Hiking Do’s and Don’ts

Grandview Hike, O'Hara Region

Grandview Hike, O'Hara Region. Photo by J. Verge

Hiking Protocol

– Never hike faster than the slowest person in the group is comfortable with

– Never hike alone. In certain areas, particularly trails around Moraine Lake, you must hike in groups of four or more to protect yourself from dangerous wildlife

– Never hike with an iPod. You will not be able to hear any signs of approaching wildlife, or other groups on the trail

– Do not drink water from any streams or rivers that you encounter, or eat anything that you find on the trail, even if it looks familiar

– What you pack in, pack out. This includes toilet paper.

– Do not throw things out of your car while driving. Even biodegradable things like apple cores can disturb the natural environment.

-When you plan your hike, let someone know where you are going and when you plan to be back.

– Obey all posted signs, and all park officials

– Stay on the trail, and watch your footing. Not only is it dangerous to wander, leaving the trails will create erosion and damage the natural environment.

– Report any damage to the trail to the nearest information centre or wardens’ station, such as washed out bridges and trees fallen over the trail.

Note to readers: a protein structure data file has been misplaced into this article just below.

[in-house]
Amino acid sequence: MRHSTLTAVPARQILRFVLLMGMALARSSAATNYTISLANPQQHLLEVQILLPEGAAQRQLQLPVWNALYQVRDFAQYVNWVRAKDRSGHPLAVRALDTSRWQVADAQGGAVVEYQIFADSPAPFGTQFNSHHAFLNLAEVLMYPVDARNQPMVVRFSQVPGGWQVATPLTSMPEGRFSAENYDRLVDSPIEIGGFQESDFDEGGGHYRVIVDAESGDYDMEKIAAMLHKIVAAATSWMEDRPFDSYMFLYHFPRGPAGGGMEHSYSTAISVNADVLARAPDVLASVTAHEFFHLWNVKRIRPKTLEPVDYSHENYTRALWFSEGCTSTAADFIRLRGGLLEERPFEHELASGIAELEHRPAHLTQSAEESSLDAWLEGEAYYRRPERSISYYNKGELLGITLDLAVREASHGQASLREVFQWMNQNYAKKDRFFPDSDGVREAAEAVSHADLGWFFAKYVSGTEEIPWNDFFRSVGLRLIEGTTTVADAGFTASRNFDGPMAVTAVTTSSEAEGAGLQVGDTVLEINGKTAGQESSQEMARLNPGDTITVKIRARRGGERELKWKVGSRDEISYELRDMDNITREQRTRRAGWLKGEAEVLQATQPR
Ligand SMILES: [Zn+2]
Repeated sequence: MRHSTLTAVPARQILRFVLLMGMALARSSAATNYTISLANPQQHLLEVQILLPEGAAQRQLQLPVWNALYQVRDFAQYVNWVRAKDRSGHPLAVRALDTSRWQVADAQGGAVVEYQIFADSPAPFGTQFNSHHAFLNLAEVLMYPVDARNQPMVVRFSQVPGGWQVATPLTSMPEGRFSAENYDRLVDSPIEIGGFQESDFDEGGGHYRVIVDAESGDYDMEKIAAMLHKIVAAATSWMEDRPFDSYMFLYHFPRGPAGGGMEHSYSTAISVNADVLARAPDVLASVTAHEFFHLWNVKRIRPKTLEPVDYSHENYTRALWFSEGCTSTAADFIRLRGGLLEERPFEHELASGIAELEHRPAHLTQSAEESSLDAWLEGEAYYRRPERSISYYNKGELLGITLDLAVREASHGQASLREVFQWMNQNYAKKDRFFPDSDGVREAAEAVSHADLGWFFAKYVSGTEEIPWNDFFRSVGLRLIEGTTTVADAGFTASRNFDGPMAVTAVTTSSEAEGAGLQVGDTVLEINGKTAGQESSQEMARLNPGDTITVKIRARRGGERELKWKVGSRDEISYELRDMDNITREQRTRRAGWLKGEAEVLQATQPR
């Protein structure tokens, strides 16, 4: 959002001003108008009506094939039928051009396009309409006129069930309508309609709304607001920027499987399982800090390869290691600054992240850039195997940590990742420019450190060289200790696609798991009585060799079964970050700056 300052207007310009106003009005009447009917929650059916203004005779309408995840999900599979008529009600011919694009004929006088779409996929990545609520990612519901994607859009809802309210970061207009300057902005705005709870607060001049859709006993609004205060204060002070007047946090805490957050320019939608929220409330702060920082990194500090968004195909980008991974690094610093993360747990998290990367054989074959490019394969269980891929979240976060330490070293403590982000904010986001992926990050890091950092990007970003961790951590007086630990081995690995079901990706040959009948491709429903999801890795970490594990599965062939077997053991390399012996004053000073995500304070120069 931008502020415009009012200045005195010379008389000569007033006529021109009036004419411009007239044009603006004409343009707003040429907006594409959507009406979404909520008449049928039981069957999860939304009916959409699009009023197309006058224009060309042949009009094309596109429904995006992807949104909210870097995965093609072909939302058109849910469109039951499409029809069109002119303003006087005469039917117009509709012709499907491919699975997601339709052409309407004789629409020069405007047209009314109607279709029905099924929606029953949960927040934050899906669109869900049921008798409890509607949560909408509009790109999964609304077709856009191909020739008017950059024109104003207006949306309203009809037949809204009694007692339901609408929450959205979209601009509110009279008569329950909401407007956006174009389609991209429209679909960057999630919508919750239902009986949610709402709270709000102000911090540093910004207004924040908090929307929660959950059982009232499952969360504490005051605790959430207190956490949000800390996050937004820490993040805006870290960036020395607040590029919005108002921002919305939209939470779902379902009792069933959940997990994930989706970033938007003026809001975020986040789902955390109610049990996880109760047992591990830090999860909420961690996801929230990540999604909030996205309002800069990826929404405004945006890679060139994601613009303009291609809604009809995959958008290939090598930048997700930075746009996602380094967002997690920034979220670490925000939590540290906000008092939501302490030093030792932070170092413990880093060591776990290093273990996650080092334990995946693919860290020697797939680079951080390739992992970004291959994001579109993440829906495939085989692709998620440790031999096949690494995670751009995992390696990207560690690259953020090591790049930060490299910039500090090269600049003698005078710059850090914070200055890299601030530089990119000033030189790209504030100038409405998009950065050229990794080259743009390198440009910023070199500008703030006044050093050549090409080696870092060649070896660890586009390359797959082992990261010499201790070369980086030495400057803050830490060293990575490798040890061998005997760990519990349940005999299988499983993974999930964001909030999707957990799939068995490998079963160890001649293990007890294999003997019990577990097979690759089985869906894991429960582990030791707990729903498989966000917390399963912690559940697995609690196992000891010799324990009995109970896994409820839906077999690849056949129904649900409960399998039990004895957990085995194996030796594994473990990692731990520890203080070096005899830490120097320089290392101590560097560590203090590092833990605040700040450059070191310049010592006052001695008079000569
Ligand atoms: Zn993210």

– Do not leave open food lying around, it will attract wildlife including bears.

– Take a map and compass, and know how to use them. Know where you are supposed to be hiking (i.e. the name of the trail), otherwise you could end up on a trail you are not prepared for.

– Most people can hike 4-5 km/h on flat ground, but this decreases in hilly terrain. Take this into account when planning your hike.

– Supervise children and pets, and do not let them run ahead on the path.

– Make sure that you time your hike to be out before dark.


– Remember your bear calls

– Dogs need to be on a leash, because they will provoke bears

– Know about local wildlife (check out the wildlife page)

– Never feed the animals (not even the cute little ones)

– Tell other hikers about any dangerous wildlife or signs of dangerous wildlife that you encounter on your hike. Inform wardens about bears.

– Do not stop your vehicle on the side of the road to look at wildlife, especially bears. This creates a hazard for other motorists, and leads to habituation for the animals.

Respect for the Environment

– Do not pick flowers and/or remove rocks and/or fossils from their locations. The Mountain Parks are protected territory, and it is illegal to remove natural materials.

– Glacier water is beautiful, but extremely cold. Do not go swimming in it.

– Show respect for the wardens and other park employees.

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